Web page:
Therapy is called the “Talking Cure;” a name I find a bit misleading. It is a process of self-discovery, self-exploration, self-challenge and personal growth. And I would have to say that a lot of therapy isn’t about talking, its about feeling, thinking, and doing — trying new things out, learning new ways of living and making different choices. You work with a therapist to learn new skills and ways of being, then apply them to your life. You may come to a therapist because you are having trouble in your life, maybe something just doesn’t seem right, or maybe things are really out of control. Either way, it is a therapist’s job to work with you to explore and learn more about what is happening that makes you uncomfortable today, help you to solve your own problems, and learn to grow as an individual, couple or family. What you can expect from therapy is personal growth and improvement in areas of life that are unsatisfying to you.
Now Wait Just One Minute… You Might be Saying to Yourself… Personal Growth? I am SUFFERING and you are talking TO ME about Personal Growth – GET REAL!
Now I know if you are really suffering right now, the idea of “personal growth” sounds trite to some of you, especially if you are in a major life crisis right now. It may sound downright insensitive and turn you right off to the idea of therapy. So for you folks, know that personal growth is the end result. The growing process is what is so painful. During therapy you will grow. You will learn new ways of looking at things. You will learn new ways of thinking about things. You will learn how you typically look at the world, why that is and alternative ways of viewing things. You will learn how to cope with life difficulties more effectively. You will learn ways of responding and acting that work better for you, or how not to allow other people’s viewpoints undermine your views. These are all things that will happen after being in therapy for awhile, but that isn’t what will happen when you first walk into see the therapist. When you first walk into the session, we expect that you want relief from what is most troubling you. A good therapist is going to address this first. You want to feel some sense of relief after you walk out of the first meeting, even though the problems are not gone or resolved, you want to have some sense of hope. This is what your first session will hopefully leave you feeling – a renewed sense of hope. You may even feel a sense of hope after you made the first call to the therapist. It may be just that first step of making the call that provides you with that sense of hope. But know this…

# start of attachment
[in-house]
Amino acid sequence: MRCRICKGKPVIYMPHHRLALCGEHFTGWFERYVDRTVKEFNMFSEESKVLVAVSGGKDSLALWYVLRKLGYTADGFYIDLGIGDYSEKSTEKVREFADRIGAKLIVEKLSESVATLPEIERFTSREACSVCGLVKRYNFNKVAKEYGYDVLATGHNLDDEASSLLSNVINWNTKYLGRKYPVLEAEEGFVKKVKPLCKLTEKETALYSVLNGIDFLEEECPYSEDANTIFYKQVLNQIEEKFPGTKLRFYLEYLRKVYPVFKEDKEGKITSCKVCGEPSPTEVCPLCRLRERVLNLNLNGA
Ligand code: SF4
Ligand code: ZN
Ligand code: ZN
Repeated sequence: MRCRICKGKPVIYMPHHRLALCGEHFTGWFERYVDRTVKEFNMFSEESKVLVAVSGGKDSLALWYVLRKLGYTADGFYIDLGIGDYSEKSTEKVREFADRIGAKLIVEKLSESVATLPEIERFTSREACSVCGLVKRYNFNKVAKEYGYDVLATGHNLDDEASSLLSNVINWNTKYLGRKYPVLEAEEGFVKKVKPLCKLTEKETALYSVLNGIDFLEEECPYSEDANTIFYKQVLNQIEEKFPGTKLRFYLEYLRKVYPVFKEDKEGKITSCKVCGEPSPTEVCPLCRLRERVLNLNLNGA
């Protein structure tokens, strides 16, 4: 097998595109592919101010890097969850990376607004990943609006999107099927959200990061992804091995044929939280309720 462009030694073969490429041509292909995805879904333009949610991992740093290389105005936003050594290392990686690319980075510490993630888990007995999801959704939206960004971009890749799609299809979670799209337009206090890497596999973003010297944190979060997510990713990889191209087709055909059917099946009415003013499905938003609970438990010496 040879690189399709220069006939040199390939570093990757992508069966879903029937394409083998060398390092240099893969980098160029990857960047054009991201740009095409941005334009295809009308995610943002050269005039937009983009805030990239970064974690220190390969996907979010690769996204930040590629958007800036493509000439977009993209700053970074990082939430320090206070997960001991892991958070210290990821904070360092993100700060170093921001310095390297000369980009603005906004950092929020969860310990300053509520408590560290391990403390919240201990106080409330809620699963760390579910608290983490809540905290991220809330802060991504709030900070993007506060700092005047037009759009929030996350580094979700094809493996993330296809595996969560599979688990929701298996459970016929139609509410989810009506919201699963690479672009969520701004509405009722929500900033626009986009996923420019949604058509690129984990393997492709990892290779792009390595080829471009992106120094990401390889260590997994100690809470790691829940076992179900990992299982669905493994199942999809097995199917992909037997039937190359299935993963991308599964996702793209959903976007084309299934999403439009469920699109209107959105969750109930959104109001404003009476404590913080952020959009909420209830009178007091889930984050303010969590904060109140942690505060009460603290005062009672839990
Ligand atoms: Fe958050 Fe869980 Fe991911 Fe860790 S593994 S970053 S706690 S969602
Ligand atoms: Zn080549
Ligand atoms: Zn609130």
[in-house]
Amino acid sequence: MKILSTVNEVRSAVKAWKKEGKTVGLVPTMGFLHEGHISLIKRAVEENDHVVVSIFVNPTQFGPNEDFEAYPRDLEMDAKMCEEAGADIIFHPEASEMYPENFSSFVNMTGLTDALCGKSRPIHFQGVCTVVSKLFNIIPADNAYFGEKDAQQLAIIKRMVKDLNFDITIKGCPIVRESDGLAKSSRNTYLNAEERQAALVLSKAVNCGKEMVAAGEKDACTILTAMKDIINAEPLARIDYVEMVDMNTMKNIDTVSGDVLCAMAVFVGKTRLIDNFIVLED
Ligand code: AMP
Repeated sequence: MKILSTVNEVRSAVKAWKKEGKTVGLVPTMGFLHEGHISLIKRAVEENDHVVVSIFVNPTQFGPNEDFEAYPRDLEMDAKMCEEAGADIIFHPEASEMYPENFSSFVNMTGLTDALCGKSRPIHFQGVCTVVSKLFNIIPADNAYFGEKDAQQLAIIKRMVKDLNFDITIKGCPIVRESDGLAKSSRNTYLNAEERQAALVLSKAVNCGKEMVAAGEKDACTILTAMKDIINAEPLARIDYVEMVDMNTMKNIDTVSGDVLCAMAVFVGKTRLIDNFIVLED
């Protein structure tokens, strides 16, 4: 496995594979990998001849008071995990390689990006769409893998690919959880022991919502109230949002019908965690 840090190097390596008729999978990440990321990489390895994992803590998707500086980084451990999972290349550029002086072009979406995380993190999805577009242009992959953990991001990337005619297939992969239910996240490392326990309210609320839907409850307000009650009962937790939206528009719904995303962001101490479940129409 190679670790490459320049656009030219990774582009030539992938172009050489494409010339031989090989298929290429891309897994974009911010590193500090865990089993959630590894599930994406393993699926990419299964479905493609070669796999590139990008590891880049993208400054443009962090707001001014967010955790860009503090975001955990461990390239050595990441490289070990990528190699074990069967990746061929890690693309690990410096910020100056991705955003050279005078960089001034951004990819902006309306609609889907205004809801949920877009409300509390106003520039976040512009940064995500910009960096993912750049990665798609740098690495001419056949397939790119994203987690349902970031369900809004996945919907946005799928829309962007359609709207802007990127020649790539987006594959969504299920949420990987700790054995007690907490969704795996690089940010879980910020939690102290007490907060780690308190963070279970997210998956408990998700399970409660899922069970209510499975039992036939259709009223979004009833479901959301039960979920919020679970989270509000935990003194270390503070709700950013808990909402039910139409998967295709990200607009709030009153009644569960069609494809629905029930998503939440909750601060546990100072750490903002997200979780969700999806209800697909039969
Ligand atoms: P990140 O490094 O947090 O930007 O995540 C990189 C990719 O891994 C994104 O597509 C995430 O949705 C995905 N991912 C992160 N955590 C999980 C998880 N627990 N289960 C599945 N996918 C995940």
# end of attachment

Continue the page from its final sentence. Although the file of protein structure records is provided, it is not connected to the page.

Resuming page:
We all enter therapy through the door on the left…
It looks a little scary doesn’t it?